While sightseeing Belgrade we suggest you to go off the beaten tourist tracks and explore places, which are out of “official” sight. Those locations usually tell more about a moment in city’s history than some museums and help us form a wider frame for a picture of a destination. They are unusual, unique and free of charge!
Monuments of the Socialist Era
Belgrade is one of European capitals which belonged to the Eastern Bloc and as a consequence you can still see remaining specific iconography of the Socialist period. Monuments of this era are characterized by their grandness and unusual artistic style. Among them is the monument commemorating victims of the Sajmište Concentration camp, erected at the bank of the Sava River and nearby the place where was located Nazi concentration camp during the WWII. The largest outdoor history “textbook” in Belgrade, Kalemegdan, is home to a grave site of the Yugoslav heroes and prominent figures in the pre-war period and during the WWII. In 1961 Belgrade hosted the first Non-Aligned Movement conference with representatives from 25 countries. The Obelisk overlooking Branko’s Bridge is erected in the honor of this conference. Spectacular monument located on Kosmaj Mountain, close to Belgrade, commemorates the anti-fascist struggle of Yugoslav people and the local division of partisan movement. This monument’s main attraction is its off this world architecture.
The Park of Friendship
The socialist era of Yugoslavia was a time of great political and diplomatic dynamic. At one point it became a custom for all the foreign envoys that were visiting Belgrade and Marshal Tito to plant trees in this park as a token of everlasting friendship between countries. Thus you can find trees planted by Indira Gandhi, Queen Elizabeth, Fidel Castro and many other world leaders. Today still you can see individual plaques naming the “owners” of the trees planted in this park.
Besides regular attractions, often tourists like to visit unusual places which as well testify about city’s history, culture, important people who have built themselves into the city. Cemeteries are among them because they tell stories which the living ones usually forget or are not fond of telling them. The triangle formed by New Belgrade Cemetery, Jewish Cemetery and the Cemetery of the Liberators of Belgrade is one of the most visited by Belgrade guests because its story and architectural style depict artistic culture of the locals.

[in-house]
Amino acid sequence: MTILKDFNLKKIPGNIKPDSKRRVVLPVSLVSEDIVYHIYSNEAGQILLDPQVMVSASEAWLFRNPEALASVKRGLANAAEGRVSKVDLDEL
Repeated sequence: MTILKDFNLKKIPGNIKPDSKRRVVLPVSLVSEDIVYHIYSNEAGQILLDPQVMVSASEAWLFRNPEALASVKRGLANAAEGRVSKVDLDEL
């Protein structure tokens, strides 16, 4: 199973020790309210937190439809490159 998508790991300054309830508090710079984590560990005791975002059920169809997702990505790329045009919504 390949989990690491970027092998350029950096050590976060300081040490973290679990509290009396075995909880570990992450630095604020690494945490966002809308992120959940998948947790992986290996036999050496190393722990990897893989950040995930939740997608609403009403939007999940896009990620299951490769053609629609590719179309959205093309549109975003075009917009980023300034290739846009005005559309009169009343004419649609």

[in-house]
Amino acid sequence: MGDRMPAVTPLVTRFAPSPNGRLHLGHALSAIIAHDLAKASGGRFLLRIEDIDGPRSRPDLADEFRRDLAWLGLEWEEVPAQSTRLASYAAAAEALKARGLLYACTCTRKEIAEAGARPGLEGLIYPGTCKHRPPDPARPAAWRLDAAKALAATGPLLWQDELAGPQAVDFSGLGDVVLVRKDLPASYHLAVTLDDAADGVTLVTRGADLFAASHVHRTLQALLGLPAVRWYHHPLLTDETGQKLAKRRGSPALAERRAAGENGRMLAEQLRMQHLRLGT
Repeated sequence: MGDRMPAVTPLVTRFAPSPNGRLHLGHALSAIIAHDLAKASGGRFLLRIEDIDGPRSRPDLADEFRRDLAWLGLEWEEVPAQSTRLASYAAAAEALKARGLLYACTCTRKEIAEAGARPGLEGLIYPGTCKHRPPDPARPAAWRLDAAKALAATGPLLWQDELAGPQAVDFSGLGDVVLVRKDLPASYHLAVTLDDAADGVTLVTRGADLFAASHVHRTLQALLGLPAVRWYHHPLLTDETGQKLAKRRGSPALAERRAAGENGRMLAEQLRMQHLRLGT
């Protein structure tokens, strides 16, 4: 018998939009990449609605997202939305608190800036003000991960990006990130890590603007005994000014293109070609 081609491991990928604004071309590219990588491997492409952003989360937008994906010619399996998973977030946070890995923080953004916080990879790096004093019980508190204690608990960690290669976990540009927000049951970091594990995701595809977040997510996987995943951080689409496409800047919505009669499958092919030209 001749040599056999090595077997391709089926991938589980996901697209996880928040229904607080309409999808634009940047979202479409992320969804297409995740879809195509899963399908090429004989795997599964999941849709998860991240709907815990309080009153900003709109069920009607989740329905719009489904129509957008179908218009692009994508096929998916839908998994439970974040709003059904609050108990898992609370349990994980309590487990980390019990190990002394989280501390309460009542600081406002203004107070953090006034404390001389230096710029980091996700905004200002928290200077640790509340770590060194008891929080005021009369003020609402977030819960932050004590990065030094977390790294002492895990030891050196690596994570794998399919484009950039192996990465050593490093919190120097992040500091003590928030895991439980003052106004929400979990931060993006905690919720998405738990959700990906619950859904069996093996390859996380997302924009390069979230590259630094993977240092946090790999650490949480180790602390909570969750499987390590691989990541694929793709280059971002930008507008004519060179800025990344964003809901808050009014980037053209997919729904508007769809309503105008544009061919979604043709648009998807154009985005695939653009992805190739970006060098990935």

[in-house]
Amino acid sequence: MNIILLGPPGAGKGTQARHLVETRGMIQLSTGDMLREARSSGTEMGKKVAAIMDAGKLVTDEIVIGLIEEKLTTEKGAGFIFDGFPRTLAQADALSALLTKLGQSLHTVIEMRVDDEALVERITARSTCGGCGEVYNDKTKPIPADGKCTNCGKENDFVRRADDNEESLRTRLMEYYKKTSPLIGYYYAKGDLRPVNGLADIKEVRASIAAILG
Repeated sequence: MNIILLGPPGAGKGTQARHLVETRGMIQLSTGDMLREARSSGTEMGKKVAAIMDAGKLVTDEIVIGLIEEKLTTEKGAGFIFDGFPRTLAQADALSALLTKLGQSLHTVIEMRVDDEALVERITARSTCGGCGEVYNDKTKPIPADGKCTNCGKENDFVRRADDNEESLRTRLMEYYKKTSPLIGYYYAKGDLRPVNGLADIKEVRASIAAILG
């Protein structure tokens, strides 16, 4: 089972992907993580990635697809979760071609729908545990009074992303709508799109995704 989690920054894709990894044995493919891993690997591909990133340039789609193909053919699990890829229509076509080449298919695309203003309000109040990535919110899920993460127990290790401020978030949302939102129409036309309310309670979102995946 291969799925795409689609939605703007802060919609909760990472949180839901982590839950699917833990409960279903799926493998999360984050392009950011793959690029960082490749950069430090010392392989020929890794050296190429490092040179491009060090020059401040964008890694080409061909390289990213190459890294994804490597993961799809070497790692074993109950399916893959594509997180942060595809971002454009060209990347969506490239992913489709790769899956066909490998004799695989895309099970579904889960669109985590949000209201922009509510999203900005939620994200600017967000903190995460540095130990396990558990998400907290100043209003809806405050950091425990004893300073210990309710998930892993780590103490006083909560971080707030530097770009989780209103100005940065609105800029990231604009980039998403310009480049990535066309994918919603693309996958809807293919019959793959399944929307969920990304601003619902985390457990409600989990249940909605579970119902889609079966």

Belgrade Railways Stations
Belgrade Central Railway Station, located in what was once a marshy outskirt of the city, was opened in 1883 when the first train started its voyage – though the inscription above its main entrance states the year 1884 when it was ceremoniously opened. This marvelous 19th century style building is still a crown jewel of Belgrade’s architecture although quite deteriorated and neglected.
Another impressive old-styled railway station is located a few kilometers down the track at the foot-hills of Topčider Park and hill. It stands as a miniature version of the architectural marvel which is the main station.
A few kilometers down the road you can observe quite the opposite – another railway station but this time built in a cold concrete style. of the Socialist-Realist architectural manner.
New Belgrade Residential Area – The Blocks
Built in a post-war period by the Yugoslav Youth this residential area was supposed to symbolize unity, strength and social equality of the people. Once a swamp area it was transformed into gray sharp-shaped concrete jungle of residential tower blocks. Perfect geometrical urbanization and specific socialist – realist architectural style make it an almost futuristic quasi-utopistic experience. The most famous residential block is reminiscent of the old-fashion TVs from the 60s and 70s of the last century.